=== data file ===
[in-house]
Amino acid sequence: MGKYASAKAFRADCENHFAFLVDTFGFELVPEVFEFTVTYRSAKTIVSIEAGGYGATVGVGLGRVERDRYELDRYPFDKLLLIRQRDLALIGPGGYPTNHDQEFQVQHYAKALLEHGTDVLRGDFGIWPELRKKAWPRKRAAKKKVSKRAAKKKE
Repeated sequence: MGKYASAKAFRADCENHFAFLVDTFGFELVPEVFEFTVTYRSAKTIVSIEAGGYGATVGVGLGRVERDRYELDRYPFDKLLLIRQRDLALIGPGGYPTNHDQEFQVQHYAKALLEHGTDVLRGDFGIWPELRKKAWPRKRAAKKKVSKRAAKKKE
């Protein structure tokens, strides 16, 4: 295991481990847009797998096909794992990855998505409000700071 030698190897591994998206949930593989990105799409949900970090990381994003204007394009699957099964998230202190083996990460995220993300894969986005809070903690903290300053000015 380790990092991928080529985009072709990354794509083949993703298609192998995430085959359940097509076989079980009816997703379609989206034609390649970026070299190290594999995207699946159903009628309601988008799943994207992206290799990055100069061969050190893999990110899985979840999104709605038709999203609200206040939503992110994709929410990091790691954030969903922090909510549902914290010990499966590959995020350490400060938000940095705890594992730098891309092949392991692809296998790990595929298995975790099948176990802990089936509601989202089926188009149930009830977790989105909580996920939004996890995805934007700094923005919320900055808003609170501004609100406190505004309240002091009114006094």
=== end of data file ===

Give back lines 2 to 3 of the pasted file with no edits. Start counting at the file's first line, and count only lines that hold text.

Amino acid sequence: MGKYASAKAFRADCENHFAFLVDTFGFELVPEVFEFTVTYRSAKTIVSIEAGGYGATVGVGLGRVERDRYELDRYPFDKLLLIRQRDLALIGPGGYPTNHDQEFQVQHYAKALLEHGTDVLRGDFGIWPELRKKAWPRKRAAKKKVSKRAAKKKE
Repeated sequence: MGKYASAKAFRADCENHFAFLVDTFGFELVPEVFEFTVTYRSAKTIVSIEAGGYGATVGVGLGRVERDRYELDRYPFDKLLLIRQRDLALIGPGGYPTNHDQEFQVQHYAKALLEHGTDVLRGDFGIWPELRKKAWPRKRAAKKKVSKRAAKKKE